The floor operator (that’s me) has no one to complain to, as she is not unionized and really just hopes for a paycheck and therefore, straps on her elfin cap once more and gets to work.

Eventually, either the widget is acceptable to upper management and the creatives, or someone shoves it through inspection as they can’t stand to look at it one second longer.

The larger point is that we’re all involved in trying to communicate something to others. Something we feel is worth the slight distraction from whatever other activity those others may be engrossed in.

Us: “HEY!” (Now, someone holds up the widget)

Others: “Huh?” … “Oh, I get it.”

Us: “Our work is done.”

But getting to the “done” part is arduous—and, oftentimes, sadly unsuccessful.

Communicating is hard. Telling people what you think, how you feel, what you see and believe should not be that difficult with all the tools at our disposal, and yet, because of inflection or syntax, those threads are open to interpretation.

Every proofreader (but mostly those having worked on my books) will tell you that we give meaning and emphasis to words and phrases where we absolutely shouldn’t. I am at an Olympian level when it comes to misplaced modifiers.

Example: Being a lover of bridges, this one was gorgeously swoopy.

There. I just made a bridge a lover of bridges. (facepalm)

Back to the larger, larger point—I trust my readers to know what I mean, not what I say. And I ask them for forgiveness and also not to laugh at the parts that I did not intend to be hilarious, like making bridges anthropomorphic.

I think, as humans, we all have ample experiences to point to where we’re finding dialogue, and communication writ large, to be more challenging than ever. Whether attempting to pair the perfect emoji to replace words (often fails), sifting through media opinions hiding as facts (often succeeds), or trying to decipher what code level color the CDC has stamped as today’s mask needs (usually epic blunders), time is an important element one must employ on both ends for success.

Well, maybe time to communicate, time to interpret, and time for a stiff drink if we manage to botch up the babel.

I stand by my suggestion that everyone gives it a shot though—a shot at writing a book. It will flood you with a sense of thoughtfulness as you spend countless months and years attempting to craft content that will be unforgettable. It will highlight the value of cooperation as the team of factory workers by your side pour their souls into attempting to re-craft your content so that it will be readable, enjoyable, and all errors will be “forgettable.” And lastly, it will provide you with an opportunity to say something without being interrupted—as this always happens to me whenever I’m in a car with a bridge and they just blurt out their enthusiasm for overpass architecture.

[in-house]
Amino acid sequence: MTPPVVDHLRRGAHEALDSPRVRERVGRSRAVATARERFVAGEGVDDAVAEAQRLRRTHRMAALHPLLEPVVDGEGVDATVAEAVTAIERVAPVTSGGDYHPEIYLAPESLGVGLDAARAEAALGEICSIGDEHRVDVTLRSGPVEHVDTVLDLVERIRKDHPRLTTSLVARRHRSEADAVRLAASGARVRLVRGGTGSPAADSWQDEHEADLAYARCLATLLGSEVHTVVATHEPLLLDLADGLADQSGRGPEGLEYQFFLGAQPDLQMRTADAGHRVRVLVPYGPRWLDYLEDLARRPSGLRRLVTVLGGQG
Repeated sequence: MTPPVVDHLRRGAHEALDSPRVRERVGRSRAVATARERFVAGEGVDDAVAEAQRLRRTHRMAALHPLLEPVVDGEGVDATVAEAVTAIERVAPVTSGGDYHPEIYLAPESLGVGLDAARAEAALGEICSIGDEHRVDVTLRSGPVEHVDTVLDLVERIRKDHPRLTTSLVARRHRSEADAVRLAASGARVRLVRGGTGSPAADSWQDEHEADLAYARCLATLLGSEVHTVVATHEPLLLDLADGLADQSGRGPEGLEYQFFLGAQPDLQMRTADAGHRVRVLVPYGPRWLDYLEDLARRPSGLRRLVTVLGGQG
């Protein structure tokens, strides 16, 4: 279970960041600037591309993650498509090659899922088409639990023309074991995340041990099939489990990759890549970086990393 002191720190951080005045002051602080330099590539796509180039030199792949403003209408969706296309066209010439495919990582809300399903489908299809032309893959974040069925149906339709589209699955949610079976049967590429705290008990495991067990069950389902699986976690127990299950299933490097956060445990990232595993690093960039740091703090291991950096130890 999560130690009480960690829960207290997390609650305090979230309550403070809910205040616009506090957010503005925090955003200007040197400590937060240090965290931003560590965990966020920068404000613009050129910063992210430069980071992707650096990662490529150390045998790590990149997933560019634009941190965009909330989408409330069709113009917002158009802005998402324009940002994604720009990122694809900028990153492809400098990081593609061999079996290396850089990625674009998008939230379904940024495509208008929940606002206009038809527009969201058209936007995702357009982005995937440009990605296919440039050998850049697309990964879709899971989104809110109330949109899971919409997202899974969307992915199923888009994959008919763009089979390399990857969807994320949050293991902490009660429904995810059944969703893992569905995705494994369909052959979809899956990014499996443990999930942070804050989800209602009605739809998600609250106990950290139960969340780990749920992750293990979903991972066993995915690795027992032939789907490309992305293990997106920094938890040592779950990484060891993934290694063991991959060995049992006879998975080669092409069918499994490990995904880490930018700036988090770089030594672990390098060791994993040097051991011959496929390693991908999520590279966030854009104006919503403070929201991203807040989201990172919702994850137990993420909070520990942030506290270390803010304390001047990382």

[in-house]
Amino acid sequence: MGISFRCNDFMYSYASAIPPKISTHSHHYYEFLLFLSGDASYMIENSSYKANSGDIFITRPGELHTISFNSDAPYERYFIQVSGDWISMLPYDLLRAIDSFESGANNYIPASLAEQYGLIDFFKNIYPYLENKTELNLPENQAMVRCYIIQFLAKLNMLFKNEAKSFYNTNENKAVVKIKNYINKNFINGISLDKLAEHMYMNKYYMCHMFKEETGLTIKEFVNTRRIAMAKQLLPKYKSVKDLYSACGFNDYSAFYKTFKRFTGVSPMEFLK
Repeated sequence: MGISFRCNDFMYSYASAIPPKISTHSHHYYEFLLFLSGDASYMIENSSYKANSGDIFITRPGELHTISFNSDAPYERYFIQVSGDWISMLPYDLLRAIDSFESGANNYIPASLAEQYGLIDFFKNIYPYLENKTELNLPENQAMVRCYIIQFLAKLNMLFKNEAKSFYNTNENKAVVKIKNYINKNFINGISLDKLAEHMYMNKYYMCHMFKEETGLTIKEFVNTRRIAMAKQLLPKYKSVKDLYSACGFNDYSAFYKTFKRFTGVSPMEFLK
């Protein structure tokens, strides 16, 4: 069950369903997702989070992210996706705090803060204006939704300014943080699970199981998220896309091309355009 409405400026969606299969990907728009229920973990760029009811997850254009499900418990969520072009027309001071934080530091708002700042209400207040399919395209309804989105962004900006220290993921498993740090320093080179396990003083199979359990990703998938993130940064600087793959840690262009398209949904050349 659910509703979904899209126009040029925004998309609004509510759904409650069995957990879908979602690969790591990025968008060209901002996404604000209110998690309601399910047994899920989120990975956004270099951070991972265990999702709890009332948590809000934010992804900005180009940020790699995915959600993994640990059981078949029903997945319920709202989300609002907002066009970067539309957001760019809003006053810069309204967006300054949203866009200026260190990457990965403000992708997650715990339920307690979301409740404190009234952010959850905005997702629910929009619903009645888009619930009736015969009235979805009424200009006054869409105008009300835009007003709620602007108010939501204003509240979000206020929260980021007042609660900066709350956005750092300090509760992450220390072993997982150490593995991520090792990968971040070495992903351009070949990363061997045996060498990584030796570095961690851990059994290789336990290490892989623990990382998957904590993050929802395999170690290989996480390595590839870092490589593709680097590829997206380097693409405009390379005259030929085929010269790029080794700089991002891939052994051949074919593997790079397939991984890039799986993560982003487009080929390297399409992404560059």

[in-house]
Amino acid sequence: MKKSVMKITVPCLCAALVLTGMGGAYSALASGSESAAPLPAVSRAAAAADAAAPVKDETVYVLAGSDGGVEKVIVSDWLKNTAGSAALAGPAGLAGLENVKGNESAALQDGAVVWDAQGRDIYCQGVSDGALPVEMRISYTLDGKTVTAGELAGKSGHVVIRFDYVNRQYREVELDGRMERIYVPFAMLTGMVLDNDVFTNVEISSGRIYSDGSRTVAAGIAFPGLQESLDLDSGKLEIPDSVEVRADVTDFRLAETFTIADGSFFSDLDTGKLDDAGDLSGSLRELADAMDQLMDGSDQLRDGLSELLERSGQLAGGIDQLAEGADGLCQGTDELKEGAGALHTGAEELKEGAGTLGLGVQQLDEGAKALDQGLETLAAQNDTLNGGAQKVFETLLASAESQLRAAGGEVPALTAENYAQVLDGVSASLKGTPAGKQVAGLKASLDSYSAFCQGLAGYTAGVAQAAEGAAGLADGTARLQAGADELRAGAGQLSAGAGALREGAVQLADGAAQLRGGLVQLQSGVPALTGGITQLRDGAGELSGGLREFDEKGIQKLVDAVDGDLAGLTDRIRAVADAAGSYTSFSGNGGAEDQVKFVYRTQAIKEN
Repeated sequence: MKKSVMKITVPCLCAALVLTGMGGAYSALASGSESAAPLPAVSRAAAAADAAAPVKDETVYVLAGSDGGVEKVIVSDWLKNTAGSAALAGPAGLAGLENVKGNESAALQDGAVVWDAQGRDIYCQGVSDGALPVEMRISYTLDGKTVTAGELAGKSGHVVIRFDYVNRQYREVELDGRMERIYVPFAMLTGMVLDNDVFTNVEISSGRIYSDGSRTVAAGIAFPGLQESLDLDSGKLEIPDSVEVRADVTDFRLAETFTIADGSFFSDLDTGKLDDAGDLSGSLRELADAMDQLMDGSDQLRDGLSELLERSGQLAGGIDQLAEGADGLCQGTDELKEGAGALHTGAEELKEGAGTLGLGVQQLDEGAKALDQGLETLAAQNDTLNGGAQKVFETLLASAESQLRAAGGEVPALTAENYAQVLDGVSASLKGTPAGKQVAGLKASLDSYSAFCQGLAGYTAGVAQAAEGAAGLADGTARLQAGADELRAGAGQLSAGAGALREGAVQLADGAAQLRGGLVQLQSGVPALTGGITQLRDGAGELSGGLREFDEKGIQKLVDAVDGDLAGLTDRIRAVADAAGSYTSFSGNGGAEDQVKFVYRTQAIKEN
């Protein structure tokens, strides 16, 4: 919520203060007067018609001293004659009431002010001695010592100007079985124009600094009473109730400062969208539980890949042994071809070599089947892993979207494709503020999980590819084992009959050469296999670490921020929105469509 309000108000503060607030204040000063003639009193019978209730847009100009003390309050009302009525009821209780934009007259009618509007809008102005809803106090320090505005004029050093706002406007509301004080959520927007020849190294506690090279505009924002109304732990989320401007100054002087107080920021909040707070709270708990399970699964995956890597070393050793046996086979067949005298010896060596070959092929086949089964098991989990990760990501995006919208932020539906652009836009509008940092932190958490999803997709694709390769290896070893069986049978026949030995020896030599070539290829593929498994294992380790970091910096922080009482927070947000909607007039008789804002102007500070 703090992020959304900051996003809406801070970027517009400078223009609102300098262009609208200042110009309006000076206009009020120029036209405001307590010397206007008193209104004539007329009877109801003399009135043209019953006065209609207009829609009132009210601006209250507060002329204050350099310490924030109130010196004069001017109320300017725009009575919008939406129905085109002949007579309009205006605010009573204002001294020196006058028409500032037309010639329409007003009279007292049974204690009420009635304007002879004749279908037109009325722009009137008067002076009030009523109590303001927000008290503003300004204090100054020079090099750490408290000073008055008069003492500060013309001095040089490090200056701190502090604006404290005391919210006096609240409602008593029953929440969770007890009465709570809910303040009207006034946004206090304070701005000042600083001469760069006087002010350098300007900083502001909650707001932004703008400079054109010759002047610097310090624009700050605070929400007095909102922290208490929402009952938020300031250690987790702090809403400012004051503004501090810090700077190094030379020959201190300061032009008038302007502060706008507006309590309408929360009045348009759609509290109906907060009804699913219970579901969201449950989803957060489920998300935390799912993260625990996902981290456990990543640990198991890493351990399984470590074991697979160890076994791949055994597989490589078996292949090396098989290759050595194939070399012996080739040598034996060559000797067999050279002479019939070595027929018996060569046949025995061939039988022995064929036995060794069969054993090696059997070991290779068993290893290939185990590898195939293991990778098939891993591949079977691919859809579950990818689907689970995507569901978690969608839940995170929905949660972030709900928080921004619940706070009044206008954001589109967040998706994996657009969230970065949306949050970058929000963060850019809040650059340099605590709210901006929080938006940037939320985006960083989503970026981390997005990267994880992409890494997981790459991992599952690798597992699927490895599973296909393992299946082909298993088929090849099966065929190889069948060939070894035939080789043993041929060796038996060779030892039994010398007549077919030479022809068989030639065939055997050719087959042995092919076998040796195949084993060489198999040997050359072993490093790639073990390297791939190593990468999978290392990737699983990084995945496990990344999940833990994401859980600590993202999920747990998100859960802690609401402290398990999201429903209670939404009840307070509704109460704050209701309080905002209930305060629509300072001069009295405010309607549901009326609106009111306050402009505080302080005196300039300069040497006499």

~Shelley

For the time being, the blog is closed to comments, but if you enjoyed it, maybe pass it on to someone else. Email it, Facebook it, or print it out and make new wallpaper for the bathroom. If it moves you, show it some love and share. Cheers!

Don’t forget to check out what’s cookin’ in the Scullery and what we all gossiped about down in the pub. Or check out last month’s post and catch up.

Life’s Luck: From Lemons to Sour Grapes, Mine is Weirdly, all Fruit Related.

Last month sucked. I mean really, really came out looking like an ugly puckery lemon.

I smashed a finger in between two 75lb boulders (yeah, while trying to do that rock wall myself—from last month’s blog).

I got a wicked thrashing from a wrathful, hell-bent-on-sparing-no-one poison ivy plant.

I got diagnosed with a second basal carcinoma (treatable skin cancer that plagues many pasty white Midwesterners who are unfamiliar with this thing local people call summer).

I broke my lawnmower.